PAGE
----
House OKs property tax limits amid special session flap

Amid threats of a special legislative session over the "bathroom bill", the Texas House on Sunday took a last-minute vote and approved a proposal that would keep transgender students from using school bathrooms in line with their gender identity.

Asking the governor's wife about a topic her husband raised, especially one directly involving her, doesn't seem unprofessional - though a governor's staffer calling to object about doing so might be. "And we encourage you, as leaders in our state, to support policies that treat all Texans equally under the law, including the LGBT community", said the letter.

The Texas Legislature has approved eliminating straight-ticket voting beginning in September 2020. With Texas ranking first in the nation in exports, the money being made available for port improvement projects is expected to make the state more competitive in global trade, especially as the Panama Canal is expanded.

"To provide definitive guidance to our school districts as it relates to restrooms, locker rooms and changing facilities".

"Bathrooms divided us then and bathrooms divide us now".

Republican Rep. Chris Paddie authored the hotly-debated language, saying it had "absolutely no intent" to discriminate. "In fact, it makes sure there are reasonable accommodations for all children", he said.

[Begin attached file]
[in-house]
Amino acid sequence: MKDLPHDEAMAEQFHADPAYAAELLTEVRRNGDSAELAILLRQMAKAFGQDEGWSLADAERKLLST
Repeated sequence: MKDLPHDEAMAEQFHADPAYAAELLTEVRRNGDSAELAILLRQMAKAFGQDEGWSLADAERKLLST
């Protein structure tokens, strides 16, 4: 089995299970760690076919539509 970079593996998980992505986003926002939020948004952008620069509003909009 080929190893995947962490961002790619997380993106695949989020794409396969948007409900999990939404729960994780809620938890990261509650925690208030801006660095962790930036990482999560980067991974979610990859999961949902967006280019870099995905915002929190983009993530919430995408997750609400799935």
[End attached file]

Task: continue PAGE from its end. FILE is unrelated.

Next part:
"I personally think that a trans-boy is a boy and a trans-girl is a girl". A trans-man is a man.

The bill would also create a committee to study best approaches to rebuilding the state's school funding formula, although the Senate has passed similar legislation that is up for a House vote Monday.

The most powerful speech of the night came from a tearful and emotionally-charged Rep. Donna Howard, D-Austin, who recalled the days before Roe v Wade, reminding lawmakers that women will seek abortion regardless of the law.

The legislation, if finally passed, would remove Texas from the short list of states that don't consider bestiality a crime.

Straus said in a statement that the House amendment "will allow us to avoid the severely negative impact" of the original Senate bill, which was closer to what North Carolina's original looked like. Members of the House wanted to act on this issue and my philosophy as Speaker has never been to force my will on the body.

But the same principal might make Abbott wary of convening a special session, especially since he's long said lawmakers should finish their work on time.

  • Salvatore Jensen